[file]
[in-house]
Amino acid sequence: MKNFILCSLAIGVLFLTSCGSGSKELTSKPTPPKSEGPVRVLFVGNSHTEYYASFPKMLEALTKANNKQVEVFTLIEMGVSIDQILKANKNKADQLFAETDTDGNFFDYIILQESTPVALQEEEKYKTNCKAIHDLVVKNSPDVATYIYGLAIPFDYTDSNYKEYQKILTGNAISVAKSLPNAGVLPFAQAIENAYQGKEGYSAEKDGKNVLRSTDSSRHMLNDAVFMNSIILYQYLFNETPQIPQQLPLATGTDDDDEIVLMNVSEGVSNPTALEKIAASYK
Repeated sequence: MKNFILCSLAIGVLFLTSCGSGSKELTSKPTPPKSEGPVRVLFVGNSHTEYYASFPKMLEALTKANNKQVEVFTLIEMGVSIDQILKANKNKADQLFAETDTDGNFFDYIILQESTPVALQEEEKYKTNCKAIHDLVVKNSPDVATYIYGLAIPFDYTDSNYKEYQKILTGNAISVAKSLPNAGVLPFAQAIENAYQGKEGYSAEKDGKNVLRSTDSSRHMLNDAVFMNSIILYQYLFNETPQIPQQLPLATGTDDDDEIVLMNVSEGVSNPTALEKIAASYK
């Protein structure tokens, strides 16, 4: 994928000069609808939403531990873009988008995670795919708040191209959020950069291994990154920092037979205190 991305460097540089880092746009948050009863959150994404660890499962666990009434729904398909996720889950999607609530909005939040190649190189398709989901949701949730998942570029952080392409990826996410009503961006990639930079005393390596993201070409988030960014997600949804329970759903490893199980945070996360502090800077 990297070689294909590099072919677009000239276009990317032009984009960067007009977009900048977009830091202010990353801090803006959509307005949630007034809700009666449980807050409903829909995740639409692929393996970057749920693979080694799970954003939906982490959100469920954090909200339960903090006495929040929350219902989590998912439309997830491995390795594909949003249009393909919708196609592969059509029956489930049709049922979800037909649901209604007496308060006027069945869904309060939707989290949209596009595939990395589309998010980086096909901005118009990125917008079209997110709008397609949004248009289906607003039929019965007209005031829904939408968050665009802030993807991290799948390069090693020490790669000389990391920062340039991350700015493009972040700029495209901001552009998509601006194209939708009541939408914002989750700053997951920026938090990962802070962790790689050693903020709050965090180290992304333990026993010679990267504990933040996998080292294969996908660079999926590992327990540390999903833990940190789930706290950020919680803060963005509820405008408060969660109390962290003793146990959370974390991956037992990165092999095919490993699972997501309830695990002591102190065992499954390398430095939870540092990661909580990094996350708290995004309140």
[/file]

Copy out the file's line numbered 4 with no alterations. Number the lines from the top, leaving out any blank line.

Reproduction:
């Protein structure tokens, strides 16, 4: 994928000069609808939403531990873009988008995670795919708040191209959020950069291994990154920092037979205190 991305460097540089880092746009948050009863959150994404660890499962666990009434729904398909996720889950999607609530909005939040190649190189398709989901949701949730998942570029952080392409990826996410009503961006990639930079005393390596993201070409988030960014997600949804329970759903490893199980945070996360502090800077 990297070689294909590099072919677009000239276009990317032009984009960067007009977009900048977009830091202010990353801090803006959509307005949630007034809700009666449980807050409903829909995740639409692929393996970057749920693979080694799970954003939906982490959100469920954090909200339960903090006495929040929350219902989590998912439309997830491995390795594909949003249009393909919708196609592969059509029956489930049709049922979800037909649901209604007496308060006027069945869904309060939707989290949209596009595939990395589309998010980086096909901005118009990125917008079209997110709008397609949004248009289906607003039929019965007209005031829904939408968050665009802030993807991290799948390069090693020490790669000389990391920062340039991350700015493009972040700029495209901001552009998509601006194209939708009541939408914002989750700053997951920026938090990962802070962790790689050693903020709050965090180290992304333990026993010679990267504990933040996998080292294969996908660079999926590992327990540390999903833990940190789930706290950020919680803060963005509820405008408060969660109390962290003793146990959370974390991956037992990165092999095919490993699972997501309830695990002591102190065992499954390398430095939870540092990661909580990094996350708290995004309140």